The Goal I'll Never Forget

Hall of Famer Doug Bentley recalls the night he scored his 200th National Hockey League goal.

After posting a Max Bentley story a few weeks ago, I figured it’s only fair to do a story on his brother Doug Bentley who also starred for the Chicago Black Hawks on the Pony Line with Max and Bill Mosienko.

Doug is perhaps more underrated than his brother Max when it comes to ranking the all-time hockey players, but Doug was a legend in his own right. He was named to four NHL All-Star Teams in his career and was the NHL scoring champion in points and goals in 1942–43 and again in goals in 1943–44.

Doug ended his NHL career with 543 points in 565 games over thirteen seasons. He was inducted into the Hockey Hall of Fame in 1964 (Two years before Max was inducted).

For today’s story, we have Doug Bentley talking about the night he scored his 200th NHL goal (a significant accomplishment of his era). He told this story to Blueline Magazine in 1956.

The date was February 23, 1951, and everybody in the Chicago rink was restless.

You couldn’t blame the crowd, of course. Here it was well past the starting time of the game against the New York Rangers, and the club still hadn’t put in an appearance.

I was restless, too. You see, I had scored my 199th goal seven games before and at the time, it seemed there was nothing more in the world I wanted to hit the 200 mark.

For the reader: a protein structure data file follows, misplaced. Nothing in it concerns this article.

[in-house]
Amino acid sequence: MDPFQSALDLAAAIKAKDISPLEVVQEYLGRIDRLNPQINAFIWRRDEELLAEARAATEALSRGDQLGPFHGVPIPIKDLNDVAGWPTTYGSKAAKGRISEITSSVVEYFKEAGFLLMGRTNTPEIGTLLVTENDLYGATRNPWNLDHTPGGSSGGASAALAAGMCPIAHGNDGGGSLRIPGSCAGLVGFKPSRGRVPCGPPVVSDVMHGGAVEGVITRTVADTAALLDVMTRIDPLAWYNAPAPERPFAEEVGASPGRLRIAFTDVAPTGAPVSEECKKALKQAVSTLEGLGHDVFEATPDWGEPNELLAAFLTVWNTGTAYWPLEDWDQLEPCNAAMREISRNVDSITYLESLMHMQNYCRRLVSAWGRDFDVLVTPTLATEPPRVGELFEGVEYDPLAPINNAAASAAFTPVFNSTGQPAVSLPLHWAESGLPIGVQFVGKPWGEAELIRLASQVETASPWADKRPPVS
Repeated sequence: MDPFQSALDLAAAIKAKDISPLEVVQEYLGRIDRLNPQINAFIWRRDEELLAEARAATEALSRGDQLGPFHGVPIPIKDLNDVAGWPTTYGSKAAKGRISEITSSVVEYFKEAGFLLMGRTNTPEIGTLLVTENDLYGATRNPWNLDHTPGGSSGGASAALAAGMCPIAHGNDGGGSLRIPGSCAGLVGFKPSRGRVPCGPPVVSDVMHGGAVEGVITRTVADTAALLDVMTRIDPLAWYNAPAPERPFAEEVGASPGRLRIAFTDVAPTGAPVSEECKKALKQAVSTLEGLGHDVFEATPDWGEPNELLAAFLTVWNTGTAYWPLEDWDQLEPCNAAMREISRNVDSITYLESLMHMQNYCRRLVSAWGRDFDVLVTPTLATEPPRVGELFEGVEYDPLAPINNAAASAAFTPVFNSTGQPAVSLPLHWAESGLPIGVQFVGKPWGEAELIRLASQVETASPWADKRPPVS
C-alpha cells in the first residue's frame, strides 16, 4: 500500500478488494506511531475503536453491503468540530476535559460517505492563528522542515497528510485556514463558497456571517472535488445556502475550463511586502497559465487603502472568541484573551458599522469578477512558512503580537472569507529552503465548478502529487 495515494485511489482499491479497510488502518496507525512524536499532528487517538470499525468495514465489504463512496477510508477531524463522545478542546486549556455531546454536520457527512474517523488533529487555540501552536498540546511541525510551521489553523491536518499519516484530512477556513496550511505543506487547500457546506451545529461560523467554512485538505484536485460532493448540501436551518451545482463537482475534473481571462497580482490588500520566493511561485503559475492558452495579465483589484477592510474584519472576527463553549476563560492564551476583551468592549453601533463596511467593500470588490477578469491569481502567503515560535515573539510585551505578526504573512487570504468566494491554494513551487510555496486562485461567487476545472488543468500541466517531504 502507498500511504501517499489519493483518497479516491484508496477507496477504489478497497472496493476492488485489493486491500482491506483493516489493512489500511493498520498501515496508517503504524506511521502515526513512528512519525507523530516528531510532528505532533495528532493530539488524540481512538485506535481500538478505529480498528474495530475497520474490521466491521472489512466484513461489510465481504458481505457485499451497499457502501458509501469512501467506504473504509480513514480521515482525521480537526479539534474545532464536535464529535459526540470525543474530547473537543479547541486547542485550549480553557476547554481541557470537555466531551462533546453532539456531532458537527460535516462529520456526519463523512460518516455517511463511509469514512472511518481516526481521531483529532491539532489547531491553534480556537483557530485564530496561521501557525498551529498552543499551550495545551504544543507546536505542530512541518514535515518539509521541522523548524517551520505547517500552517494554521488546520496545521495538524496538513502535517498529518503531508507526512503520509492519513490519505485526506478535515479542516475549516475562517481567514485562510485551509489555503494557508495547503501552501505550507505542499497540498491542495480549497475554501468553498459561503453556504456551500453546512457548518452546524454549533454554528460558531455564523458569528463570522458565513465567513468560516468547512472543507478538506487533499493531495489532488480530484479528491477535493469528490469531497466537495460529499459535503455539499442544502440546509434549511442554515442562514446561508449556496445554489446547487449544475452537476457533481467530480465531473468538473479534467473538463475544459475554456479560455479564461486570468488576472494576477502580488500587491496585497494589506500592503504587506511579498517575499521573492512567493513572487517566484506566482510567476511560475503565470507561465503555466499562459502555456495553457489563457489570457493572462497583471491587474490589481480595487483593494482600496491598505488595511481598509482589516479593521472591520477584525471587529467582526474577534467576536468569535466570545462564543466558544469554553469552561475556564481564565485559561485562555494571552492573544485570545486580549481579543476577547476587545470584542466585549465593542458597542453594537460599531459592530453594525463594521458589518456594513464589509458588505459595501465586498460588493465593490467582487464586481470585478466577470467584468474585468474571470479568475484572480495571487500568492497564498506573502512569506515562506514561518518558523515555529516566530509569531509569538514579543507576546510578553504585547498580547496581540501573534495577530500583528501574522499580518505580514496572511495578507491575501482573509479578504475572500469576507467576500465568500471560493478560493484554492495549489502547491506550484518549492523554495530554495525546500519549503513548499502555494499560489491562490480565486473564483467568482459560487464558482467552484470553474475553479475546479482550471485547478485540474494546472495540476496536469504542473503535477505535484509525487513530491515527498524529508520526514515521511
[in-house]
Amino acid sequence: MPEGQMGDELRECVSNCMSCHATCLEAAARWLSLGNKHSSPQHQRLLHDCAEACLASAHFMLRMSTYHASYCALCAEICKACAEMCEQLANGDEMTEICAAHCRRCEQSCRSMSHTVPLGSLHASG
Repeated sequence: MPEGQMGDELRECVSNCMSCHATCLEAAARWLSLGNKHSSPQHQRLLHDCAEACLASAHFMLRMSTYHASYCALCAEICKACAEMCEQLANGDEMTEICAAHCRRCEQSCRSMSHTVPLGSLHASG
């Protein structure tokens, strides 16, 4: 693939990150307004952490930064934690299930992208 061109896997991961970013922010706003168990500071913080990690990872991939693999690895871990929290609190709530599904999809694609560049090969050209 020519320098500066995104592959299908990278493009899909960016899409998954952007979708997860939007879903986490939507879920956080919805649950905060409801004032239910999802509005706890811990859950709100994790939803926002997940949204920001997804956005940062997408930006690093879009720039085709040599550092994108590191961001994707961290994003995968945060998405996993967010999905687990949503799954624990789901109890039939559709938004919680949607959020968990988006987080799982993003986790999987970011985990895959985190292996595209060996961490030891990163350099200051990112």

Everyone on the team was kidding me as to when and if I would ever get that 200th goal, and the seven games I had played without scoring had seemed like an eternity.

Finally, the Rangers, who had changed from a late train at Buffalo, and had boarded a plane for Chicago, came tearing into the rink behind a police escort. One hour after the listed starting time, we were on our way.

As I look back on the game, maybe it would have been better all around if the Rangers had missed their plane, or something. At the time, they were the hottest team in the league. They hit town flying high on an eight-game streak without a loss, and they poured it into us from the start.

We didn’t have a chance to make the playoffs, while the Rangers, on the other hand, were pointing for third place in the league standings. So they didn’t pull any punches. They knocked us all over the place, scoring seven goals during the game, and we couldn’t get past Chuck Rayner until late in the second period.

Bep Guidolin got one of our three goals, and Metro Prystai got another. And then, in the third period, the moment I’d been waiting for smacked me right in the eye.

We were scrambling around in the New York end of the rink. We slashed away at the puck in front of the net – you know, one of those plays where everybody gets a piece of it. Finally, I let one go and presto! In it went.

It was like a load being lifted from my shoulders. Everybody who had joshed me about not being able to get the 200th goal skated over with a friendly word or pat on the back. As for me, I was the happiest guy in the rink that night, and I guess I’ll never forget it.

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